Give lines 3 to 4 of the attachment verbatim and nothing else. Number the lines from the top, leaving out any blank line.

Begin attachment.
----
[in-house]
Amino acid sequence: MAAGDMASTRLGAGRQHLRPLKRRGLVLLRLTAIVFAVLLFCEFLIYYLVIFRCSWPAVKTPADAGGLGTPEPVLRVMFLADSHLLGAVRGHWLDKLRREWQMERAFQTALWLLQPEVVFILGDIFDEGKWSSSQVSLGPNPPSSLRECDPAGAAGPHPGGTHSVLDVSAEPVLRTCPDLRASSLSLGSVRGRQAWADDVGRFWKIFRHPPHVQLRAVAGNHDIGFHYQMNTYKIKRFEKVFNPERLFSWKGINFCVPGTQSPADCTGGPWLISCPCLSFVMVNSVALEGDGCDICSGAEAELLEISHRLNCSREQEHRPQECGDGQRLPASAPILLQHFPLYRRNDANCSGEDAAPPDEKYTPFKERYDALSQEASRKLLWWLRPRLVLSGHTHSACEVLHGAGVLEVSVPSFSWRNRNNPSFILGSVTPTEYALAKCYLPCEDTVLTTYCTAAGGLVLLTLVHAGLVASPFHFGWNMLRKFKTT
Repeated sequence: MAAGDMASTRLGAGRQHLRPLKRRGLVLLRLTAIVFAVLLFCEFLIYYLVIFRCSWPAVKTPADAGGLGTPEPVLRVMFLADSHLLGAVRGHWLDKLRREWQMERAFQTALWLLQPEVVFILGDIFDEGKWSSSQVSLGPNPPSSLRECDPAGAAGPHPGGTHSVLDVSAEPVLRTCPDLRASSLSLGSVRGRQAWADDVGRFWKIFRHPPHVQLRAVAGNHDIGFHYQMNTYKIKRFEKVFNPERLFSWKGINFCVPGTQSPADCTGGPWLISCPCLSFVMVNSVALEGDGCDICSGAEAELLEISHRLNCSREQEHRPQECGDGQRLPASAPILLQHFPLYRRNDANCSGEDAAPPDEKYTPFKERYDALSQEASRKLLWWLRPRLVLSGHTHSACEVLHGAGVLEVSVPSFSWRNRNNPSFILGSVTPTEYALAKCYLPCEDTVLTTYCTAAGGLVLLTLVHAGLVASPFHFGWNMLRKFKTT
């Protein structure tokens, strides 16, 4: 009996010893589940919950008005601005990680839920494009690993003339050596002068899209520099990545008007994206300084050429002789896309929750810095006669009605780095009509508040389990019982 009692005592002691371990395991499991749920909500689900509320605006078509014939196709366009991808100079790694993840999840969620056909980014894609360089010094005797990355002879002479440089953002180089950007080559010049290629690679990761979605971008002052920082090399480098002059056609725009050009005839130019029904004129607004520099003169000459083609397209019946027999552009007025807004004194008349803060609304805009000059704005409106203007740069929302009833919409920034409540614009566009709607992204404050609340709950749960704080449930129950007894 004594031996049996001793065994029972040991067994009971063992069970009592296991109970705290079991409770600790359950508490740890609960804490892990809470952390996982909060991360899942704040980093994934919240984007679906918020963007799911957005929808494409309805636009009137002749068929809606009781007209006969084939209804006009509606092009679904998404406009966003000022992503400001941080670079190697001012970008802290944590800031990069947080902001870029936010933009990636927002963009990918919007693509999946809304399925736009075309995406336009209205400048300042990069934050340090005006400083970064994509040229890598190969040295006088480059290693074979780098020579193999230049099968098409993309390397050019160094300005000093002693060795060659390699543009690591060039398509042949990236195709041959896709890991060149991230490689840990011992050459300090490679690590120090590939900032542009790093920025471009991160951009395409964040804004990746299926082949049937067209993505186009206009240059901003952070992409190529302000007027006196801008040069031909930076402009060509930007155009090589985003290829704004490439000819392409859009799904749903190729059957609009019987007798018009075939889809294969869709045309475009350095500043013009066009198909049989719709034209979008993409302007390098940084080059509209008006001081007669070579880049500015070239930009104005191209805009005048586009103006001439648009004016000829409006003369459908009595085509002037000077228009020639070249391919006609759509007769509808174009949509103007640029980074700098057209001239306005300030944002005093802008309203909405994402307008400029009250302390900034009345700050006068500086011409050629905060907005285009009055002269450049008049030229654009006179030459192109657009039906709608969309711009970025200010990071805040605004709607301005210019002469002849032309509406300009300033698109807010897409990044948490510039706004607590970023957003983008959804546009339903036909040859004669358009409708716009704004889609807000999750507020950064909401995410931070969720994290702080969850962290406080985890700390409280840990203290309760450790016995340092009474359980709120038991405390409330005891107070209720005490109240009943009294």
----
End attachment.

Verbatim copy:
Repeated sequence: MAAGDMASTRLGAGRQHLRPLKRRGLVLLRLTAIVFAVLLFCEFLIYYLVIFRCSWPAVKTPADAGGLGTPEPVLRVMFLADSHLLGAVRGHWLDKLRREWQMERAFQTALWLLQPEVVFILGDIFDEGKWSSSQVSLGPNPPSSLRECDPAGAAGPHPGGTHSVLDVSAEPVLRTCPDLRASSLSLGSVRGRQAWADDVGRFWKIFRHPPHVQLRAVAGNHDIGFHYQMNTYKIKRFEKVFNPERLFSWKGINFCVPGTQSPADCTGGPWLISCPCLSFVMVNSVALEGDGCDICSGAEAELLEISHRLNCSREQEHRPQECGDGQRLPASAPILLQHFPLYRRNDANCSGEDAAPPDEKYTPFKERYDALSQEASRKLLWWLRPRLVLSGHTHSACEVLHGAGVLEVSVPSFSWRNRNNPSFILGSVTPTEYALAKCYLPCEDTVLTTYCTAAGGLVLLTLVHAGLVASPFHFGWNMLRKFKTT
């Protein structure tokens, strides 16, 4: 009996010893589940919950008005601005990680839920494009690993003339050596002068899209520099990545008007994206300084050429002789896309929750810095006669009605780095009509508040389990019982 009692005592002691371990395991499991749920909500689900509320605006078509014939196709366009991808100079790694993840999840969620056909980014894609360089010094005797990355002879002479440089953002180089950007080559010049290629690679990761979605971008002052920082090399480098002059056609725009050009005839130019029904004129607004520099003169000459083609397209019946027999552009007025807004004194008349803060609304805009000059704005409106203007740069929302009833919409920034409540614009566009709607992204404050609340709950749960704080449930129950007894 004594031996049996001793065994029972040991067994009971063992069970009592296991109970705290079991409770600790359950508490740890609960804490892990809470952390996982909060991360899942704040980093994934919240984007679906918020963007799911957005929808494409309805636009009137002749068929809606009781007209006969084939209804006009509606092009679904998404406009966003000022992503400001941080670079190697001012970008802290944590800031990069947080902001870029936010933009990636927002963009990918919007693509999946809304399925736009075309995406336009209205400048300042990069934050340090005006400083970064994509040229890598190969040295006088480059290693074979780098020579193999230049099968098409993309390397050019160094300005000093002693060795060659390699543009690591060039398509042949990236195709041959896709890991060149991230490689840990011992050459300090490679690590120090590939900032542009790093920025471009991160951009395409964040804004990746299926082949049937067209993505186009206009240059901003952070992409190529302000007027006196801008040069031909930076402009060509930007155009090589985003290829704004490439000819392409859009799904749903190729059957609009019987007798018009075939889809294969869709045309475009350095500043013009066009198909049989719709034209979008993409302007390098940084080059509209008006001081007669070579880049500015070239930009104005191209805009005048586009103006001439648009004016000829409006003369459908009595085509002037000077228009020639070249391919006609759509007769509808174009949509103007640029980074700098057209001239306005300030944002005093802008309203909405994402307008400029009250302390900034009345700050006068500086011409050629905060907005285009009055002269450049008049030229654009006179030459192109657009039906709608969309711009970025200010990071805040605004709607301005210019002469002849032309509406300009300033698109807010897409990044948490510039706004607590970023957003983008959804546009339903036909040859004669358009409708716009704004889609807000999750507020950064909401995410931070969720994290702080969850962290406080985890700390409280840990203290309760450790016995340092009474359980709120038991405390409330005891107070209720005490109240009943009294």